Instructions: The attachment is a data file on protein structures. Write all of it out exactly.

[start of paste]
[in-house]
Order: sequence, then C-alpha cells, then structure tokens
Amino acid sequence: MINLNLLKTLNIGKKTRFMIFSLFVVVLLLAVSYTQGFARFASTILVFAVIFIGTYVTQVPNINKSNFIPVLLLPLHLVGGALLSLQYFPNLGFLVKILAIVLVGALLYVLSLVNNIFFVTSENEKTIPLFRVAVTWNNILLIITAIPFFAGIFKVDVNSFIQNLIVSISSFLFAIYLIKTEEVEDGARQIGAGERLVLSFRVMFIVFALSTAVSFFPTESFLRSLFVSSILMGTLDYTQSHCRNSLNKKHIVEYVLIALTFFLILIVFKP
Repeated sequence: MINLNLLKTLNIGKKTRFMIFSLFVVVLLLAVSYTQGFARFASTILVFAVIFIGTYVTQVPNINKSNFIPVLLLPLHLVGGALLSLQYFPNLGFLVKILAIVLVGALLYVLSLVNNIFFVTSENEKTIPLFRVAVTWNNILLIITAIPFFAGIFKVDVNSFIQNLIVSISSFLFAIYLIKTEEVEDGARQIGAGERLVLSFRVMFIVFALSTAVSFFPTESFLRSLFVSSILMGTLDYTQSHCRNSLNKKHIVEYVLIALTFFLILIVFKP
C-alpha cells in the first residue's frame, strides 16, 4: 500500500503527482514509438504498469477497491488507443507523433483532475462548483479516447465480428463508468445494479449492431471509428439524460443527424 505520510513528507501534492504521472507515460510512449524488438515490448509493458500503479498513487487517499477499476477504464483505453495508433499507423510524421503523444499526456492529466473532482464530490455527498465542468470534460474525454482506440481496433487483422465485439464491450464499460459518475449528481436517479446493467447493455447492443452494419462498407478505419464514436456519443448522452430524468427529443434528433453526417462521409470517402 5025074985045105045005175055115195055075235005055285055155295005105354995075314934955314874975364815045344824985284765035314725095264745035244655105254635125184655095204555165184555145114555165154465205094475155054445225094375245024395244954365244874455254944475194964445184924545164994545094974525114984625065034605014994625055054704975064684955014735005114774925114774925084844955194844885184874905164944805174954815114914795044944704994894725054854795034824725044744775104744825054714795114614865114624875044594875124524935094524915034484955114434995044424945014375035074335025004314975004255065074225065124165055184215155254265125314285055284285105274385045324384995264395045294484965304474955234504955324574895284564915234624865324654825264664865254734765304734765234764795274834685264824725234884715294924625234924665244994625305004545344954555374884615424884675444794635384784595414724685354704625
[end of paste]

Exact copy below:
[in-house]
Order: sequence, then C-alpha cells, then structure tokens
Amino acid sequence: MINLNLLKTLNIGKKTRFMIFSLFVVVLLLAVSYTQGFARFASTILVFAVIFIGTYVTQVPNINKSNFIPVLLLPLHLVGGALLSLQYFPNLGFLVKILAIVLVGALLYVLSLVNNIFFVTSENEKTIPLFRVAVTWNNILLIITAIPFFAGIFKVDVNSFIQNLIVSISSFLFAIYLIKTEEVEDGARQIGAGERLVLSFRVMFIVFALSTAVSFFPTESFLRSLFVSSILMGTLDYTQSHCRNSLNKKHIVEYVLIALTFFLILIVFKP
Repeated sequence: MINLNLLKTLNIGKKTRFMIFSLFVVVLLLAVSYTQGFARFASTILVFAVIFIGTYVTQVPNINKSNFIPVLLLPLHLVGGALLSLQYFPNLGFLVKILAIVLVGALLYVLSLVNNIFFVTSENEKTIPLFRVAVTWNNILLIITAIPFFAGIFKVDVNSFIQNLIVSISSFLFAIYLIKTEEVEDGARQIGAGERLVLSFRVMFIVFALSTAVSFFPTESFLRSLFVSSILMGTLDYTQSHCRNSLNKKHIVEYVLIALTFFLILIVFKP
C-alpha cells in the first residue's frame, strides 16, 4: 500500500503527482514509438504498469477497491488507443507523433483532475462548483479516447465480428463508468445494479449492431471509428439524460443527424 505520510513528507501534492504521472507515460510512449524488438515490448509493458500503479498513487487517499477499476477504464483505453495508433499507423510524421503523444499526456492529466473532482464530490455527498465542468470534460474525454482506440481496433487483422465485439464491450464499460459518475449528481436517479446493467447493455447492443452494419462498407478505419464514436456519443448522452430524468427529443434528433453526417462521409470517402 5025074985045105045005175055115195055075235005055285055155295005105354995075314934955314874975364815045344824985284765035314725095264745035244655105254635125184655095204555165184555145114555165154465205094475155054445225094375245024395244954365244874455254944475194964445184924545164994545094974525114984625065034605014994625055054704975064684955014735005114774925114774925084844955194844885184874905164944805174954815114914795044944704994894725054854795034824725044744775104744825054714795114614865114624875044594875124524935094524915034484955114434995044424945014375035074335025004314975004255065074225065124165055184215155254265125314285055284285105274385045324384995264395045294484965304474955234504955324574895284564915234624865324654825264664865254734765304734765234764795274834685264824725234884715294924625234924665244994625305004545344954555374884615424884675444794635384784595414724685354704625